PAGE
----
PARNELL ORPHAN HOME.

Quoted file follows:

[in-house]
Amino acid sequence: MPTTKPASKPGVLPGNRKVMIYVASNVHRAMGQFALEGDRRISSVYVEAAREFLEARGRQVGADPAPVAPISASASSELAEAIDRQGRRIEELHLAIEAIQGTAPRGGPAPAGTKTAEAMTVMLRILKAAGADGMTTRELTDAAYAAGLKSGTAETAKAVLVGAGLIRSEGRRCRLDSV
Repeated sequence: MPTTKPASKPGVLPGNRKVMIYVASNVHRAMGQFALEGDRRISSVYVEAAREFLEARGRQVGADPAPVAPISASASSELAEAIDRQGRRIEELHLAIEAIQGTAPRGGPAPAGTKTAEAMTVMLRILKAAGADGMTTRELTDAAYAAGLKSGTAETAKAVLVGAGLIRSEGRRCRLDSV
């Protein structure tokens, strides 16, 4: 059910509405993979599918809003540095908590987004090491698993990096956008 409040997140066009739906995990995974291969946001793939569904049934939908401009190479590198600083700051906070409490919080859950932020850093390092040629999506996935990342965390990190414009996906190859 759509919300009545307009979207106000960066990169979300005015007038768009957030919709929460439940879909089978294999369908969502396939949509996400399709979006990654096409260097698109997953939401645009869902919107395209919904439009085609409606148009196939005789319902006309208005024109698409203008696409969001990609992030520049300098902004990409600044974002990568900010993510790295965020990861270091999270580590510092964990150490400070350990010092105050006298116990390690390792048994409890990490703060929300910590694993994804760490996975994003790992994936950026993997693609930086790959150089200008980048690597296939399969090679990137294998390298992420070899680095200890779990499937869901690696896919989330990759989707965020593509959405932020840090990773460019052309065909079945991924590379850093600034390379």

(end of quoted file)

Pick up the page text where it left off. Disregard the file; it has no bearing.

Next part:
SHIFTING HOUSE TO PAPATOETOE. An interesting ceremony in the history of what has hitherto been known as the Parnell Orphan Home took place this morning. Shortly before 11 o'clock several brakes drew up at the 8t Ste-phens-avenue Home, and 64 healthy and happy looking children were agog with i that j>leasurable excitement of a change in the everyday rota of life that seizes us all when it comes—whether it be '. good, bad, or indifferent, it was moving day, and the old wooden buildings and grounds that had for nearly half a century housed and homed the friendless orphans of Auckland were about to be farewelled by the present occupants in favour of the fine new brisk Home erected on the Papatoetoe property acquired by the trustees. For upwards of 45 years the Parnell Home has sheltered and nuitured the unfortunate orphaned waifa of the city, and many a grown and stalwart man and many a comely woman remembers it with warm gratitude, and regards it with that affection which happier placed children in after ' life bestow upon the roof tree of their am folk. During its existence some 650 children have called it home, and such ' is the excellence and humane wisdom of its administration and management that in all this period there have been but four deaths, while of these the ravages of advanced consumption had practically sealed the fate of two before they entered the Home. The general ' kindliness of treatment that is meted to the little folk is manifested by the lothness with which they leave its charitable roof and the almost unexceptional manner in which they revisit it for years after their entrance into the outer ' ■world. The origin of the home dates back to , the year 1860. Towards the end of that year the Rev. John Frederic Lloyd, vicar of St. Paul's Church, was attending , a poor widow who lay dying and distracted in her last moments concerning the fate • of her three fatherless and destitute children. To ease the dying mother's mind the clergyman and the doctor attending her (Mr. T. B. Kenderdine) promised to look after her children, and when she shortly died they rented a cottage and engaged a woman to take charge of the orphans. From that small beginning has evolved the handsome col- ' lection of new brick buildings on the ' splendidly situated site at Papatoetoe, ' whither the children have to-day been removed. ■' Prior to the migration a short service ; was conducted at the old St. ' Home by the Yen. Archdeacon Calder, " Canon Nelson reading the service arid ' Canon McMurray pronouncing the bene- < diction. A number of the trustees were i present, including the Revs. Mr. Fisher and Mr. Reeve, and Messrs. Tunks, Yates, ' and Brooke-Smith; while friends of the orphans and others interested in the home were also present in fair number. The service was brought to a conclusion by the singing of the Old Hundredth, and the children and staff embarked for their new quarters, whither for several days past the impedimenta has been proceeding. This afternoon several of the trustees 1 •went by train to Papatoetoe to super- i visa the settling down, of the children i ,pt ttissr new. codnfay Jiooie. 11
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